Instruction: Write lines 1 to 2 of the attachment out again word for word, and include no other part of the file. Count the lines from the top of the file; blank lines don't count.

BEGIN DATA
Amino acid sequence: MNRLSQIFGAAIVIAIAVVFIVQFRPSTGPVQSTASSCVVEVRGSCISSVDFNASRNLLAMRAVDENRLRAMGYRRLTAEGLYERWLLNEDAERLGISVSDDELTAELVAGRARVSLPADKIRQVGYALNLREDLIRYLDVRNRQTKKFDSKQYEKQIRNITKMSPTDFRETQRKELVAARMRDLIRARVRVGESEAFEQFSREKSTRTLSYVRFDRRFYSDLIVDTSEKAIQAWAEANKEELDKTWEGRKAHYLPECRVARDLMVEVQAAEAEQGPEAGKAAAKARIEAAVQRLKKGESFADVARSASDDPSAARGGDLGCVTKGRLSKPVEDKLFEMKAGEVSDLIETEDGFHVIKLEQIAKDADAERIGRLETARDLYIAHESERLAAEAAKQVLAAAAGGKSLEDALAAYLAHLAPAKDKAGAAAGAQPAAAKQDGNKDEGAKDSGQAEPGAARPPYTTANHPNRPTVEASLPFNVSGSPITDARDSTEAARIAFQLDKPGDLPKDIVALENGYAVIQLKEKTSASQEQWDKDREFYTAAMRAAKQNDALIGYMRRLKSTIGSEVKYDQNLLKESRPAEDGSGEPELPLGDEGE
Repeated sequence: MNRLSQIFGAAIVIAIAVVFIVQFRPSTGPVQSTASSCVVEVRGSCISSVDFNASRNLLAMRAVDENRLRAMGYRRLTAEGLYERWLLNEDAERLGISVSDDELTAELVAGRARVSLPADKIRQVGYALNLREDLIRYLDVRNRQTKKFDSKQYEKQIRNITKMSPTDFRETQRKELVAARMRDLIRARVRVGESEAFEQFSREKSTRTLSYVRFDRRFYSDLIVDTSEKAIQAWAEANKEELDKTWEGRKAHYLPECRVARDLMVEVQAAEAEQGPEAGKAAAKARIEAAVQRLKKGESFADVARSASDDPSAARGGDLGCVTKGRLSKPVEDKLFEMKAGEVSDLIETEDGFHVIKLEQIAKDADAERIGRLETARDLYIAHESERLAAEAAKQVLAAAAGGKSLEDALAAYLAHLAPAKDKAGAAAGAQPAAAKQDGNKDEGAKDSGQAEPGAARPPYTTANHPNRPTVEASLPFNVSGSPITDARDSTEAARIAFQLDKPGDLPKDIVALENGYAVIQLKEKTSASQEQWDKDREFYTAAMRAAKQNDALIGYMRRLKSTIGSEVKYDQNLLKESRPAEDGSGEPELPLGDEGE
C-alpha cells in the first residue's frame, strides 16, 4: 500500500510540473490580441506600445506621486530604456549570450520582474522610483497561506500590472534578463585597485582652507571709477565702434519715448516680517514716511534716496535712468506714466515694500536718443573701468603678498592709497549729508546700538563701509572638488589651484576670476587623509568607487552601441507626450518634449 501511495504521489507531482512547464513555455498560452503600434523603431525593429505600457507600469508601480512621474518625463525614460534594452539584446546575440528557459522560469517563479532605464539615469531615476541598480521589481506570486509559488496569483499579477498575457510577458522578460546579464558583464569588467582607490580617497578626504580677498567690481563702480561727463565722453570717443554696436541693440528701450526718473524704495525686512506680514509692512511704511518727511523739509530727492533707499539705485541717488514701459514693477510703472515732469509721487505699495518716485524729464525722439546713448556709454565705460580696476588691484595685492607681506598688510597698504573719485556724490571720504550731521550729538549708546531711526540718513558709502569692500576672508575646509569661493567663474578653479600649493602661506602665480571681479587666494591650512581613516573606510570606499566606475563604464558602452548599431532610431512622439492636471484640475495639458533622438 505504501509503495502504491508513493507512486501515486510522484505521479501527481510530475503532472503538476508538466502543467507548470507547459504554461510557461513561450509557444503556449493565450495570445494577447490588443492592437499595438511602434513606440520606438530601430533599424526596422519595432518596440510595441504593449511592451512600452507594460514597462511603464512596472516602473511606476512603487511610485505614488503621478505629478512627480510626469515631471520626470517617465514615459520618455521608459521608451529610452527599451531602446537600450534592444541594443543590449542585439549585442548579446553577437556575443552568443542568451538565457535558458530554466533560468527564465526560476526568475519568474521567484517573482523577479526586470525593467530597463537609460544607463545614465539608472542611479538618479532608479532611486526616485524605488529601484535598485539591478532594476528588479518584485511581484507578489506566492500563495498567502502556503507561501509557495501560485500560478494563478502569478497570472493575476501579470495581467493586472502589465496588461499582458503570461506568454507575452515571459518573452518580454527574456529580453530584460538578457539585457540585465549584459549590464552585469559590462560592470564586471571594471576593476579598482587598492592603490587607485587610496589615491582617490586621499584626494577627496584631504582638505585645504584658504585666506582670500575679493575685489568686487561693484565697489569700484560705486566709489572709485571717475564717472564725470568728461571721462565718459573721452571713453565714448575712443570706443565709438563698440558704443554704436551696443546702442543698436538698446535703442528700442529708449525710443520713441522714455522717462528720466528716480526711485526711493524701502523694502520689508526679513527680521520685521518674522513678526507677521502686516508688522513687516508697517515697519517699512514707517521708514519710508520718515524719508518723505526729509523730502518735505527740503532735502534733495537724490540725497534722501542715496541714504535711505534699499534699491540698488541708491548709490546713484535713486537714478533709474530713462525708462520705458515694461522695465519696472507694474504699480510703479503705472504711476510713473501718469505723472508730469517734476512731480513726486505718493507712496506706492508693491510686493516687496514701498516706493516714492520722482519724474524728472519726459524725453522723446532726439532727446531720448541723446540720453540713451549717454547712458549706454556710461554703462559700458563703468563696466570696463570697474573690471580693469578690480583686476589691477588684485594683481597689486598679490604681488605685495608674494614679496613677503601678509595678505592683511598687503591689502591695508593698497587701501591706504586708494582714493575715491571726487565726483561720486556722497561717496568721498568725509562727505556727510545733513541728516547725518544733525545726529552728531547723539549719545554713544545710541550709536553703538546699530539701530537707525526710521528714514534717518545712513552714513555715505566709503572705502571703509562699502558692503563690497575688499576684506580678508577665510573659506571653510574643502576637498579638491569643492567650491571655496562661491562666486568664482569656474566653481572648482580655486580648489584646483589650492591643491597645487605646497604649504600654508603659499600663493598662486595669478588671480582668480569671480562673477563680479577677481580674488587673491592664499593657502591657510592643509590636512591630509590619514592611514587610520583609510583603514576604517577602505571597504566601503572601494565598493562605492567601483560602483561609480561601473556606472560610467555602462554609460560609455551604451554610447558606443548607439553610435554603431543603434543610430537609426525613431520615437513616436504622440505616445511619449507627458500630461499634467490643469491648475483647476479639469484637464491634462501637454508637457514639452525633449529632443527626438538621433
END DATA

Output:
Amino acid sequence: MNRLSQIFGAAIVIAIAVVFIVQFRPSTGPVQSTASSCVVEVRGSCISSVDFNASRNLLAMRAVDENRLRAMGYRRLTAEGLYERWLLNEDAERLGISVSDDELTAELVAGRARVSLPADKIRQVGYALNLREDLIRYLDVRNRQTKKFDSKQYEKQIRNITKMSPTDFRETQRKELVAARMRDLIRARVRVGESEAFEQFSREKSTRTLSYVRFDRRFYSDLIVDTSEKAIQAWAEANKEELDKTWEGRKAHYLPECRVARDLMVEVQAAEAEQGPEAGKAAAKARIEAAVQRLKKGESFADVARSASDDPSAARGGDLGCVTKGRLSKPVEDKLFEMKAGEVSDLIETEDGFHVIKLEQIAKDADAERIGRLETARDLYIAHESERLAAEAAKQVLAAAAGGKSLEDALAAYLAHLAPAKDKAGAAAGAQPAAAKQDGNKDEGAKDSGQAEPGAARPPYTTANHPNRPTVEASLPFNVSGSPITDARDSTEAARIAFQLDKPGDLPKDIVALENGYAVIQLKEKTSASQEQWDKDREFYTAAMRAAKQNDALIGYMRRLKSTIGSEVKYDQNLLKESRPAEDGSGEPELPLGDEGE
Repeated sequence: MNRLSQIFGAAIVIAIAVVFIVQFRPSTGPVQSTASSCVVEVRGSCISSVDFNASRNLLAMRAVDENRLRAMGYRRLTAEGLYERWLLNEDAERLGISVSDDELTAELVAGRARVSLPADKIRQVGYALNLREDLIRYLDVRNRQTKKFDSKQYEKQIRNITKMSPTDFRETQRKELVAARMRDLIRARVRVGESEAFEQFSREKSTRTLSYVRFDRRFYSDLIVDTSEKAIQAWAEANKEELDKTWEGRKAHYLPECRVARDLMVEVQAAEAEQGPEAGKAAAKARIEAAVQRLKKGESFADVARSASDDPSAARGGDLGCVTKGRLSKPVEDKLFEMKAGEVSDLIETEDGFHVIKLEQIAKDADAERIGRLETARDLYIAHESERLAAEAAKQVLAAAAGGKSLEDALAAYLAHLAPAKDKAGAAAGAQPAAAKQDGNKDEGAKDSGQAEPGAARPPYTTANHPNRPTVEASLPFNVSGSPITDARDSTEAARIAFQLDKPGDLPKDIVALENGYAVIQLKEKTSASQEQWDKDREFYTAAMRAAKQNDALIGYMRRLKSTIGSEVKYDQNLLKESRPAEDGSGEPELPLGDEGE